Florida strawberry growers apply the nonselective herbicide paraquat for crop termination. Alternative herbicides are desirable because of recent label restrictions on paraquat use and the occurrence of three paraquat-resistant weed species found in strawberry fields. Field experiments were conducted at the Gulf Coast Research and Education Center at Balm, FL, to compare the efficacy of diquat, paraquat, and glufosinate and determine the optimal rate for strawberry termination. Peak control occurred at 14 d after treatment and strawberry foliage desiccation increased as herbicide rate increased. The highest rate of diquat (2,240 g ai ha–1) and paraquat (2240 g ai ha–1) provided 59% and 79% strawberry control, respectively, and 39% and 77% strawberry foliage desiccation, respectively. The highest rate of glufosinate (2,624 g ai ha–1) provided 82% and 84% strawberry control and desiccation, respectively. Regression analysis determined the rates required to provide 50% strawberry control measured 1,100, 650, and 550 g ha–1 for diquat, paraquat, and glufosinate, respectively, whereas the rates required to provide 80% strawberry control were greater than 2,240 g ha–1 for the first two herbicides and 2,020 g ha–1 for glufosinate. Herbicide rates required to provide 50% strawberry foliage desiccation measured 480, 550, and 330 g ha–1 for diquat, paraquat, and glufosinate, respectively, whereas the rates required to provide 80% strawberry foliage desiccation were greater than 2,240 g ha–1 for the first two herbicides and 1150 g ha–1 for glufosinate. Overall, these results indicate glufosinate is the most effective herbicide for strawberry termination, whereas diquat is the least effective herbicide.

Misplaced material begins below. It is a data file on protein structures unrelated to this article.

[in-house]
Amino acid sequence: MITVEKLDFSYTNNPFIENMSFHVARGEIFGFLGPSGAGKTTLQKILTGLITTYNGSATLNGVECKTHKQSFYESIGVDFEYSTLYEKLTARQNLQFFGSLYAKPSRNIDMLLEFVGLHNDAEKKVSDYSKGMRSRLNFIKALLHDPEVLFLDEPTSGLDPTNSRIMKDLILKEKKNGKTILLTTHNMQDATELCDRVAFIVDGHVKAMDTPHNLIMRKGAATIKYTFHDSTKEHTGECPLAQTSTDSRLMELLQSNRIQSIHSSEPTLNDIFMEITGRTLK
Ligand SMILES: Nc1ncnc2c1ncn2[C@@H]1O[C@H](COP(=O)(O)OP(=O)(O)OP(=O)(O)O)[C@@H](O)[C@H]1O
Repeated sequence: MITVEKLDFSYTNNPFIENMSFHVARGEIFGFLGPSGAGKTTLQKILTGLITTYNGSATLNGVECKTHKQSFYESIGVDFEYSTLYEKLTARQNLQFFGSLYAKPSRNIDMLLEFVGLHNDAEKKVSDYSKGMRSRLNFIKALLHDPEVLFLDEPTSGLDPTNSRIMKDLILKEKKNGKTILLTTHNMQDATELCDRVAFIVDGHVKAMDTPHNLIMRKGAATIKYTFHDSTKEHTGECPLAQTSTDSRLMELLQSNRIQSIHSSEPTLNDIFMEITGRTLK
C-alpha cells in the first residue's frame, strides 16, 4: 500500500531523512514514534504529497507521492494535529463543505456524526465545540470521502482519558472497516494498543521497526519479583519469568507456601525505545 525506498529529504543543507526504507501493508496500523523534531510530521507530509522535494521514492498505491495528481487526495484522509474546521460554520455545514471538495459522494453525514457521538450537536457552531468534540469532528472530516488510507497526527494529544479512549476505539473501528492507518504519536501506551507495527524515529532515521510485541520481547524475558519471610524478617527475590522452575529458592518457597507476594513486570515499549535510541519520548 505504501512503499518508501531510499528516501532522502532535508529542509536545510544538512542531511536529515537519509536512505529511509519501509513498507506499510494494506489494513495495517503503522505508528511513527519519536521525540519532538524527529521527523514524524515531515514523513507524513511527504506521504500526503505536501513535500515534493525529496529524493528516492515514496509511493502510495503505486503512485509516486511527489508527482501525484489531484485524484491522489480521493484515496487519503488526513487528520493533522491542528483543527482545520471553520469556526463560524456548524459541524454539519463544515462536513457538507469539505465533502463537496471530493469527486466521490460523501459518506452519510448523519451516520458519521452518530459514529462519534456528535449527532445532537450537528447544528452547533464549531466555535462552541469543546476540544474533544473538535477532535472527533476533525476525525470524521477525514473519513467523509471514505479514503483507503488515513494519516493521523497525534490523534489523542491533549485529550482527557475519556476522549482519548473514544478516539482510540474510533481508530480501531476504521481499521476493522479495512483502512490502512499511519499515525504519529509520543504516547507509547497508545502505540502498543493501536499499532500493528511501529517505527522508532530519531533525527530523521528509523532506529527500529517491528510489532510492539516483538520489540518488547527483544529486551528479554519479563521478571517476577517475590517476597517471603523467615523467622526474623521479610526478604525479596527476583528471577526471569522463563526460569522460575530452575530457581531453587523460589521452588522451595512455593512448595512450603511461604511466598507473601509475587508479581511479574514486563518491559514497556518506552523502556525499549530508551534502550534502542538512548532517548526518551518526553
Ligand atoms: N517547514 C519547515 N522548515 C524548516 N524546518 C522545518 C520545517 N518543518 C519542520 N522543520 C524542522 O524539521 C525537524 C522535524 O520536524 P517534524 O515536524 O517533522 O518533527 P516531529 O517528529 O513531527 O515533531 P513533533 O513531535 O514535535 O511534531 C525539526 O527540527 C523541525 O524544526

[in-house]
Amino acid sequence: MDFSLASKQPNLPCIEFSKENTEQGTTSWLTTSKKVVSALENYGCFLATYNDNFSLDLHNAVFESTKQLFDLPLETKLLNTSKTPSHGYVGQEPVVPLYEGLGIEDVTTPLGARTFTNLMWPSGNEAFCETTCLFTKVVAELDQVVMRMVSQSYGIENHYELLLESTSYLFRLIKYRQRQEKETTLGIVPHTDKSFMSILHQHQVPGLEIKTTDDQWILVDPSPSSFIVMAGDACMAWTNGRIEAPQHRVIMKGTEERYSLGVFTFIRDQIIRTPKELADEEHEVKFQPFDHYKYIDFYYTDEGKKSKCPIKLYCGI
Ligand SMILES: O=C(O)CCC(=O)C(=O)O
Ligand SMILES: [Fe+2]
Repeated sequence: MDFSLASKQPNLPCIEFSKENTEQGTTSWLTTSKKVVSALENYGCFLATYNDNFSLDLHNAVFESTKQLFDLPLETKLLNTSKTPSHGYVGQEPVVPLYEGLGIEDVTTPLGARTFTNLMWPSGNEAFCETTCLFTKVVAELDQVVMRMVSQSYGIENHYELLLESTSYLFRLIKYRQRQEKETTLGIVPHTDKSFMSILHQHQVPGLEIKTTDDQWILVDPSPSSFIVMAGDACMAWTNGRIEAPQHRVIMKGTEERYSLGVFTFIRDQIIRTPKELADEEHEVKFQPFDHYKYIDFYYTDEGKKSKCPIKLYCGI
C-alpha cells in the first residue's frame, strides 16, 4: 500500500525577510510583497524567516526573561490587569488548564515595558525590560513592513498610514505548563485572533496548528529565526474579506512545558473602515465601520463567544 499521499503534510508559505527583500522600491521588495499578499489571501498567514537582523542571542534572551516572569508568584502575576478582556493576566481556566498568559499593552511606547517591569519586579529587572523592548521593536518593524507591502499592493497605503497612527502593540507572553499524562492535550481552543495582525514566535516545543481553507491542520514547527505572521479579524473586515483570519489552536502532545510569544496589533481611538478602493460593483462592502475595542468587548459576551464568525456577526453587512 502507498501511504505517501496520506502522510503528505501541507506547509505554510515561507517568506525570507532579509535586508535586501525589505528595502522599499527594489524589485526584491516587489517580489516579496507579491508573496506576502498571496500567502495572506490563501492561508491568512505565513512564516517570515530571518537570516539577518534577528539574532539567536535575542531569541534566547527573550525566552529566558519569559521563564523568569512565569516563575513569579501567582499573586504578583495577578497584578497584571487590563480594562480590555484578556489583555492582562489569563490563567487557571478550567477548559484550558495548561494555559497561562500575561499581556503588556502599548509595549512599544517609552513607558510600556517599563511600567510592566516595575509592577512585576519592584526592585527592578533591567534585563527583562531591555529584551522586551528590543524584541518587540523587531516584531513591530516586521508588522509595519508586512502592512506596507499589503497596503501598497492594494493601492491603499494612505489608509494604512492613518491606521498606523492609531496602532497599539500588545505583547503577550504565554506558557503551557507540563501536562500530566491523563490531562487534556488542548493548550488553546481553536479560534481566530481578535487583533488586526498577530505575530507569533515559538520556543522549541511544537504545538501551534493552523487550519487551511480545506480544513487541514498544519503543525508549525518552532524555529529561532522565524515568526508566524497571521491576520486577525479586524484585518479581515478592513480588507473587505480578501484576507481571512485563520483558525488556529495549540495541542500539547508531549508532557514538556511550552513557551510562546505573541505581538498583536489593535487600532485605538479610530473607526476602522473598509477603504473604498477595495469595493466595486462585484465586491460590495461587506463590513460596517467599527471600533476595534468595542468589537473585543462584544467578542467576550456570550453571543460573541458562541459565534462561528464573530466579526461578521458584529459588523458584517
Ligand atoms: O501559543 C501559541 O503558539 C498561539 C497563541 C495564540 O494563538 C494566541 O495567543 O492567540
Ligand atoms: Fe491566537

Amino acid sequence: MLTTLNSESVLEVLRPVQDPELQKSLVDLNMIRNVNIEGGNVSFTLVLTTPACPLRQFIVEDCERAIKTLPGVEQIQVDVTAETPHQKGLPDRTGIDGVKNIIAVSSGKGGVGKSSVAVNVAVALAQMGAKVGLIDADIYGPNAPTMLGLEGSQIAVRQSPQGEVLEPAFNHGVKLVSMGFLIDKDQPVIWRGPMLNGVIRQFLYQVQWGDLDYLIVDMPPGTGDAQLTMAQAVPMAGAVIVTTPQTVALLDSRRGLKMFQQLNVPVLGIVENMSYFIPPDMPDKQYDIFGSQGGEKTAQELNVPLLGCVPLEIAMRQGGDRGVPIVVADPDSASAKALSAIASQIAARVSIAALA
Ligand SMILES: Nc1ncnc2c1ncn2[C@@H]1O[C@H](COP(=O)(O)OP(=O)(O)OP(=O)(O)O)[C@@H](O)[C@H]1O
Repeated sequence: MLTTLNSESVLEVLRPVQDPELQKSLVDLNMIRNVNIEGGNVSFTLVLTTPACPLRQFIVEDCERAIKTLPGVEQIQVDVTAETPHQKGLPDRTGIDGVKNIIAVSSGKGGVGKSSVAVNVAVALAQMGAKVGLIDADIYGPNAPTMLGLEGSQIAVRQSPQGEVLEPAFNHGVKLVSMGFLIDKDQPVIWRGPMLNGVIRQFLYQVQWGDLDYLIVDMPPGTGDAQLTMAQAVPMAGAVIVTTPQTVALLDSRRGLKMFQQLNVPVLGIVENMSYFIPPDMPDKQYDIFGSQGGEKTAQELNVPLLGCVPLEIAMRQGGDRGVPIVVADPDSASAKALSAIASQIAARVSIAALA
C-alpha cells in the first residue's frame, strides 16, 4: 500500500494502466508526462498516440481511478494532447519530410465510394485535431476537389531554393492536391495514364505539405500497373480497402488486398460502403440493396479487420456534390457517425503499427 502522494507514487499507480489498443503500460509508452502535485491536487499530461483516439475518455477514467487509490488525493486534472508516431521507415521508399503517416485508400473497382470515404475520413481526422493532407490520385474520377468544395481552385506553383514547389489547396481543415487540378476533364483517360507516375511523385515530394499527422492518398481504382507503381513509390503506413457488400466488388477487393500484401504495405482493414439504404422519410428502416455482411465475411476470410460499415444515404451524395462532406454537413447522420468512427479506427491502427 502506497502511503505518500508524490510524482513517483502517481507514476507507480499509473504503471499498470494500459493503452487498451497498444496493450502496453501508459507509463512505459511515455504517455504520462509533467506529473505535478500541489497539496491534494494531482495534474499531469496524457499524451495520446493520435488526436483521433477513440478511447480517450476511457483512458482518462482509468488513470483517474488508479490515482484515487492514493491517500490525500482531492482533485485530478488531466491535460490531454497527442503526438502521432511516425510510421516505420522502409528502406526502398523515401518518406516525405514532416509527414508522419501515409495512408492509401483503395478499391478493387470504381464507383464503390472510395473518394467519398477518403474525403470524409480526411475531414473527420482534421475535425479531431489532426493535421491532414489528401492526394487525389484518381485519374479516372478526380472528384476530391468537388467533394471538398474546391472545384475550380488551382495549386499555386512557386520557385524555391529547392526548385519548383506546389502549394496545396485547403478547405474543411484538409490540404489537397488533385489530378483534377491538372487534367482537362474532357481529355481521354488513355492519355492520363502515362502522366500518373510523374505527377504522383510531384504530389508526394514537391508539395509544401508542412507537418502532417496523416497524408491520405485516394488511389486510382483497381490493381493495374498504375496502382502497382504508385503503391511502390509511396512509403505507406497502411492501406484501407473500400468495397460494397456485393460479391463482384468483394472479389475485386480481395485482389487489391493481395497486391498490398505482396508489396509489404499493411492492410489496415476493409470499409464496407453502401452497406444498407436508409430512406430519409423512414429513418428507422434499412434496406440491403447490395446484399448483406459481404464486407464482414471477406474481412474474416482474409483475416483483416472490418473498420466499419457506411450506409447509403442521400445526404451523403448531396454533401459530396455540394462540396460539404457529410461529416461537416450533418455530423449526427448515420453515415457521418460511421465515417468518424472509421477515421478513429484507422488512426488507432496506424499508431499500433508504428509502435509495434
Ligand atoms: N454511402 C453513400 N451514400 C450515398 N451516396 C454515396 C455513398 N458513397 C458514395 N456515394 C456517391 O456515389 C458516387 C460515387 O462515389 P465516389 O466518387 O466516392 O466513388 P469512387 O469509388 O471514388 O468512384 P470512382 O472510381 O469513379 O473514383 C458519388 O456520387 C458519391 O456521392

Nomenclature: Diquat; glufosinate; paraquat; strawberry [Fragaria × ananassa (Weston) Duchesne ex. Rozier]